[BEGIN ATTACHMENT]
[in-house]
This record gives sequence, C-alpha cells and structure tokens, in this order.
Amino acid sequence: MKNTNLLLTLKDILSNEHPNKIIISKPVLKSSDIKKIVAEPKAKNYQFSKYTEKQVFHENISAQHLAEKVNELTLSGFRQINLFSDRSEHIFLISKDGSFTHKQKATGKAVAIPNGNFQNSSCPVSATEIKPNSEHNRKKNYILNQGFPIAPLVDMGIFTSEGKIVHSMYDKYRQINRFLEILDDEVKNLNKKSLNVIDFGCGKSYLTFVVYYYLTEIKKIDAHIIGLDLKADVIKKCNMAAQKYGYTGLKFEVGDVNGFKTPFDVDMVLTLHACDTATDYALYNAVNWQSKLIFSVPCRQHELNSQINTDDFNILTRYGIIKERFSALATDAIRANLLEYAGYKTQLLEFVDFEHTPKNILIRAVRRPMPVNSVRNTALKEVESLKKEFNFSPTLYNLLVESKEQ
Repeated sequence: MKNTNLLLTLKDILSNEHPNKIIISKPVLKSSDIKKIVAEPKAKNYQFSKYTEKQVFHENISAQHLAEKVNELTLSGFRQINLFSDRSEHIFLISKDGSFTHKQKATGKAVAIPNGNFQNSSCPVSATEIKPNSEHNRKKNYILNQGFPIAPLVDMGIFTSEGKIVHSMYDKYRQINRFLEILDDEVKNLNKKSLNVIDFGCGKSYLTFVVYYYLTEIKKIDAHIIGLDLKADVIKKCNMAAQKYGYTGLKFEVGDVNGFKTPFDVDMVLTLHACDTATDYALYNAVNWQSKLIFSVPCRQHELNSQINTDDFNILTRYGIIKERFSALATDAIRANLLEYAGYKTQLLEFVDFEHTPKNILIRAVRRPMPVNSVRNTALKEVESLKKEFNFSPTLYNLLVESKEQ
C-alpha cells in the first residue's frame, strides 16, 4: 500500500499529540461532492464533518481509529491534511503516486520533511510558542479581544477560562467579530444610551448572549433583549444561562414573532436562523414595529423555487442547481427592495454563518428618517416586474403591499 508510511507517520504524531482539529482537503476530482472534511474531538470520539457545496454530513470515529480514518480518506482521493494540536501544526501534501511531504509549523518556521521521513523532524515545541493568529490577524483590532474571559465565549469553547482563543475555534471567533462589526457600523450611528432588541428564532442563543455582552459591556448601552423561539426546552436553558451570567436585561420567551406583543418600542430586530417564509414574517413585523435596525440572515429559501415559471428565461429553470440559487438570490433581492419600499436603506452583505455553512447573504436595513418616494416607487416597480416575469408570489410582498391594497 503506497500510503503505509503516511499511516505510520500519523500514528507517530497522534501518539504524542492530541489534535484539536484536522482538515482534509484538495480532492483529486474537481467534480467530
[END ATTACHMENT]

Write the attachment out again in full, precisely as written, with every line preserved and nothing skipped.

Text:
[in-house]
This record gives sequence, C-alpha cells and structure tokens, in this order.
Amino acid sequence: MKNTNLLLTLKDILSNEHPNKIIISKPVLKSSDIKKIVAEPKAKNYQFSKYTEKQVFHENISAQHLAEKVNELTLSGFRQINLFSDRSEHIFLISKDGSFTHKQKATGKAVAIPNGNFQNSSCPVSATEIKPNSEHNRKKNYILNQGFPIAPLVDMGIFTSEGKIVHSMYDKYRQINRFLEILDDEVKNLNKKSLNVIDFGCGKSYLTFVVYYYLTEIKKIDAHIIGLDLKADVIKKCNMAAQKYGYTGLKFEVGDVNGFKTPFDVDMVLTLHACDTATDYALYNAVNWQSKLIFSVPCRQHELNSQINTDDFNILTRYGIIKERFSALATDAIRANLLEYAGYKTQLLEFVDFEHTPKNILIRAVRRPMPVNSVRNTALKEVESLKKEFNFSPTLYNLLVESKEQ
Repeated sequence: MKNTNLLLTLKDILSNEHPNKIIISKPVLKSSDIKKIVAEPKAKNYQFSKYTEKQVFHENISAQHLAEKVNELTLSGFRQINLFSDRSEHIFLISKDGSFTHKQKATGKAVAIPNGNFQNSSCPVSATEIKPNSEHNRKKNYILNQGFPIAPLVDMGIFTSEGKIVHSMYDKYRQINRFLEILDDEVKNLNKKSLNVIDFGCGKSYLTFVVYYYLTEIKKIDAHIIGLDLKADVIKKCNMAAQKYGYTGLKFEVGDVNGFKTPFDVDMVLTLHACDTATDYALYNAVNWQSKLIFSVPCRQHELNSQINTDDFNILTRYGIIKERFSALATDAIRANLLEYAGYKTQLLEFVDFEHTPKNILIRAVRRPMPVNSVRNTALKEVESLKKEFNFSPTLYNLLVESKEQ
C-alpha cells in the first residue's frame, strides 16, 4: 500500500499529540461532492464533518481509529491534511503516486520533511510558542479581544477560562467579530444610551448572549433583549444561562414573532436562523414595529423555487442547481427592495454563518428618517416586474403591499 508510511507517520504524531482539529482537503476530482472534511474531538470520539457545496454530513470515529480514518480518506482521493494540536501544526501534501511531504509549523518556521521521513523532524515545541493568529490577524483590532474571559465565549469553547482563543475555534471567533462589526457600523450611528432588541428564532442563543455582552459591556448601552423561539426546552436553558451570567436585561420567551406583543418600542430586530417564509414574517413585523435596525440572515429559501415559471428565461429553470440559487438570490433581492419600499436603506452583505455553512447573504436595513418616494416607487416597480416575469408570489410582498391594497 503506497500510503503505509503516511499511516505510520500519523500514528507517530497522534501518539504524542492530541489534535484539536484536522482538515482534509484538495480532492483529486474537481467534480467530